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Given the following scenario:

DB1:
EXPORT TO T.IXF OF IXF ... modified by codepage=... SELECT * FROM T;

DB2:
CREATE TABLE T (...) COMPRESS YES ADAPTIVE ORGANIZE BY ROW;
CREATE INDEX ... ON T (...) COMPRESS YES;
...
LOAD FROM T.IXF OF IXF INSERT INTO T (...);

Indexes are the same in DB1 and DB2, besides being compressed in DB2, and cluster ratio seems ok in DB1 (not sure if that matters). Code page differs between DB1 och DB2

Is there any point in doing a reorg after loading? I've found some articles from Z that seem to suggest that the way data is exported is of importance (since it where Z I did not read that carefully though so I don't know if that is relevant anymore on Z and/or LUW).

I tried on a fairly large number of tables, and did a REORGCHK after loading and everything seems fine. Comparing CALL GET_DBSIZE_INFO(?, ?, ?, 0) before and after REORG shows a slight decrease in size (<1%), but I don't know whether that is a coincidence.

Is there any particular situation where a REORG would be beneficial after loading into an empty table?

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Db2 for LUW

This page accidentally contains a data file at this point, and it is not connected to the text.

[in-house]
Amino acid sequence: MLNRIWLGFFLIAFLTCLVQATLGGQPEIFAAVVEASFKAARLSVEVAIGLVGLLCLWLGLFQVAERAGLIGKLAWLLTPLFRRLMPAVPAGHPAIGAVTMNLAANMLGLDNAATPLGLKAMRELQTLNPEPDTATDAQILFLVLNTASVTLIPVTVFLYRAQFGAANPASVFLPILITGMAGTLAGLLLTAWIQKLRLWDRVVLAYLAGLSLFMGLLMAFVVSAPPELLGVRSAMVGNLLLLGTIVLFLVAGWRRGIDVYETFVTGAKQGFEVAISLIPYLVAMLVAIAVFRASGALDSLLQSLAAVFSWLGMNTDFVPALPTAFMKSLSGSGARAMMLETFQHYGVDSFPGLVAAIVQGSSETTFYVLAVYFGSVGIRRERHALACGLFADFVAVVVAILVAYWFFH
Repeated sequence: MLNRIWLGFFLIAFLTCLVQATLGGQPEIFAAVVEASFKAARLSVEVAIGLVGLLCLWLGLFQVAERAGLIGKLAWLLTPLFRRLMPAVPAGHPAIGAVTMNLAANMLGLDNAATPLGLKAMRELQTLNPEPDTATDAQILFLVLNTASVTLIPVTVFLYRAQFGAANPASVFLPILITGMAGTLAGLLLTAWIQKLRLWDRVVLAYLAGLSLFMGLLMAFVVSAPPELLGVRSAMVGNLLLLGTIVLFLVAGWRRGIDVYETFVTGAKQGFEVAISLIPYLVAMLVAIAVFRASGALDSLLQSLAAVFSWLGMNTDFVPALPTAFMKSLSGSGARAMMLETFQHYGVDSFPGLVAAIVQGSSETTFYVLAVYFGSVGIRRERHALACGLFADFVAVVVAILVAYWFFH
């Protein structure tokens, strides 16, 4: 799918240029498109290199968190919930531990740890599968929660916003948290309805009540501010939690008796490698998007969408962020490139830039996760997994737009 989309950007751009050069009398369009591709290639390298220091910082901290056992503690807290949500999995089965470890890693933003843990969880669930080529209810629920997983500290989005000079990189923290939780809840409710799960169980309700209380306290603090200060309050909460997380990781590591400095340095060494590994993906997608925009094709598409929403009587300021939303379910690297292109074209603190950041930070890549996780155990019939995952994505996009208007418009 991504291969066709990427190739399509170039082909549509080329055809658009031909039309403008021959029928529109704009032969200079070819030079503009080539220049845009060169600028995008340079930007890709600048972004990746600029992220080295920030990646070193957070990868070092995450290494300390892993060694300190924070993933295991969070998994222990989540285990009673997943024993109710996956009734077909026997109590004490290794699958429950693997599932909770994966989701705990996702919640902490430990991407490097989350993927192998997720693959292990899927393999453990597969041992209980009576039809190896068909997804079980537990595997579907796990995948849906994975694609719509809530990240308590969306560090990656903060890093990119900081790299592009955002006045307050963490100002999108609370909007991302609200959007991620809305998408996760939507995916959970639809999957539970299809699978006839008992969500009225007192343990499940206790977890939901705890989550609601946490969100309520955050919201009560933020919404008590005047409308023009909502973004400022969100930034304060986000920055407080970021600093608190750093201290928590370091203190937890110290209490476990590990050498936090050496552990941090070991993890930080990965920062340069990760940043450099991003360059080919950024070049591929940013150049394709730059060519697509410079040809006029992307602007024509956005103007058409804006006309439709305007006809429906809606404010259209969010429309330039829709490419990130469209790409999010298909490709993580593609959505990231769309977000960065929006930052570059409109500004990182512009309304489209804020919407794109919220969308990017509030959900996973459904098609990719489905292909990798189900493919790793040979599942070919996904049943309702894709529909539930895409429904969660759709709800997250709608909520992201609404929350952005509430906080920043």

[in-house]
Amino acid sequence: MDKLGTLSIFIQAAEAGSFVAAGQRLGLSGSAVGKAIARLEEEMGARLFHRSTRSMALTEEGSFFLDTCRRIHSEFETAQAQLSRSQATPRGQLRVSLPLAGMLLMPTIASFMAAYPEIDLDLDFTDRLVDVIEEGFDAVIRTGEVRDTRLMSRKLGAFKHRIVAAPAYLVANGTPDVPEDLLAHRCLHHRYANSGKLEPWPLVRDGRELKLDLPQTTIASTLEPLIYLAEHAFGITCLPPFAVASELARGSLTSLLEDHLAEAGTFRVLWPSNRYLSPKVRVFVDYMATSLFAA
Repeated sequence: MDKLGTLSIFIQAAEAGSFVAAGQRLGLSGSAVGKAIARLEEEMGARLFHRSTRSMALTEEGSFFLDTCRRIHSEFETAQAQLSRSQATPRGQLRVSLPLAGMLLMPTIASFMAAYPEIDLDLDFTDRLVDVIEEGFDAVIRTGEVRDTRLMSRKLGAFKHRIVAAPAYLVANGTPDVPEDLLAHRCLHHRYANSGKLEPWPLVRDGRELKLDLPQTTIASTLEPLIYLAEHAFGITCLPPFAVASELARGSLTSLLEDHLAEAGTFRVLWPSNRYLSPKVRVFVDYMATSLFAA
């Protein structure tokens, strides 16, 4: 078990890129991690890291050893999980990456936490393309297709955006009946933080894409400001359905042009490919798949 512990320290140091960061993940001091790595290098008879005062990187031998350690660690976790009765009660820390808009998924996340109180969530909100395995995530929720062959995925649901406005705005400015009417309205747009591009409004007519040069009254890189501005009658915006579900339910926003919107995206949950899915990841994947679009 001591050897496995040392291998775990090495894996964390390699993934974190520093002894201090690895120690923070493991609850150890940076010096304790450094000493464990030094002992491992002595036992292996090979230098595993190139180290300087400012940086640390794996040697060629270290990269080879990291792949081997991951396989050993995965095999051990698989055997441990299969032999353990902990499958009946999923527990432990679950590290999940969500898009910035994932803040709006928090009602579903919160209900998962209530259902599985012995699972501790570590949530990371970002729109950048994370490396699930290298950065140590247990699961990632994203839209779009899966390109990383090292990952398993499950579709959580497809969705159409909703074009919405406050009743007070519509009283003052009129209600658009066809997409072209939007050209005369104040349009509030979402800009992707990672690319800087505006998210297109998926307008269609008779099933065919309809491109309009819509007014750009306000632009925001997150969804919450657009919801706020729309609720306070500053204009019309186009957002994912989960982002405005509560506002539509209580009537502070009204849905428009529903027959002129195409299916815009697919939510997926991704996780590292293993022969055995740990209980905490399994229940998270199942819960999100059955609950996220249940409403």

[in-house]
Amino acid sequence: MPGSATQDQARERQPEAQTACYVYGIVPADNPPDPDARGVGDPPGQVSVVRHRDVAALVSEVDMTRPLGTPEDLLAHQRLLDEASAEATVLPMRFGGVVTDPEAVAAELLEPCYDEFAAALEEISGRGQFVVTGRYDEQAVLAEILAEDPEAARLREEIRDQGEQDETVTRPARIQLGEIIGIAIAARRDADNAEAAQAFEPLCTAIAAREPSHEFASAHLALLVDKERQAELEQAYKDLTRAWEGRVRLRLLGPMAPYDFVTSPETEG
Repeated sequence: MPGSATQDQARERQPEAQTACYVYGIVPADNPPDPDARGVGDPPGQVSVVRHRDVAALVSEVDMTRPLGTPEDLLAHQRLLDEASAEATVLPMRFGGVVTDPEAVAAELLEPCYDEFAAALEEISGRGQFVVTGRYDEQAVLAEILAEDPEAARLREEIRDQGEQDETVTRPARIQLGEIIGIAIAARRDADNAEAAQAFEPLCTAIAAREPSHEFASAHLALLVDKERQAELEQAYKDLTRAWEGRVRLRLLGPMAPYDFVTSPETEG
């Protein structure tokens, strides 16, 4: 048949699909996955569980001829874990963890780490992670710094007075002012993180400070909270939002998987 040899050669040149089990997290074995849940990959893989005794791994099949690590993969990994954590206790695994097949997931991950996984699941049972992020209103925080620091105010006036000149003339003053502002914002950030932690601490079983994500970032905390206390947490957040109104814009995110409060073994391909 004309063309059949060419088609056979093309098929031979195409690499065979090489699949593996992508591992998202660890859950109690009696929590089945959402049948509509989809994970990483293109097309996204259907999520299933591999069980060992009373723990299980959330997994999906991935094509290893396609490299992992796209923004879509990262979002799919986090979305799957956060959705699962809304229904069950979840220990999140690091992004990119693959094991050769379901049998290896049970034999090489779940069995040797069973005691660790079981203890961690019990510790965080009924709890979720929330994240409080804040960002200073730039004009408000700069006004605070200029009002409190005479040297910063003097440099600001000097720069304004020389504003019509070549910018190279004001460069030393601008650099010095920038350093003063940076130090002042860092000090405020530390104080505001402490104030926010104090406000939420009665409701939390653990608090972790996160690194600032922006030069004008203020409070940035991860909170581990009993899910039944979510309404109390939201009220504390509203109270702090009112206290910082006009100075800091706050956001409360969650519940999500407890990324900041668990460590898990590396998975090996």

REORG of compressed tables with RESETDICTIONARY might be beneficial after the initial load, because during the load the table-level compression dictionary is built using a sample of incoming data, which means that if your data patterns are unevenly distributed across the input file the dictionary might be suboptimal. REORG will use a larger sample (if not all of the data) to build the dictionary.

Other than that, REORG after LOAD is unneccesary.

Db2 for z/OS is different because in it every table would have a clustering index (implicitly defined if not declared explicitly), and if your input file is not ordered according to the target table's clustering index, clustering factor after the load will be poor.

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  • Thanks, I noticed a minimal improvement in size after reorg, but reorging the database takes for ever, so I'll probably skip that step for this db. I may have been lucky so that the first pages of each table is enough representable for the table as a whole. Sep 1, 2020 at 14:01

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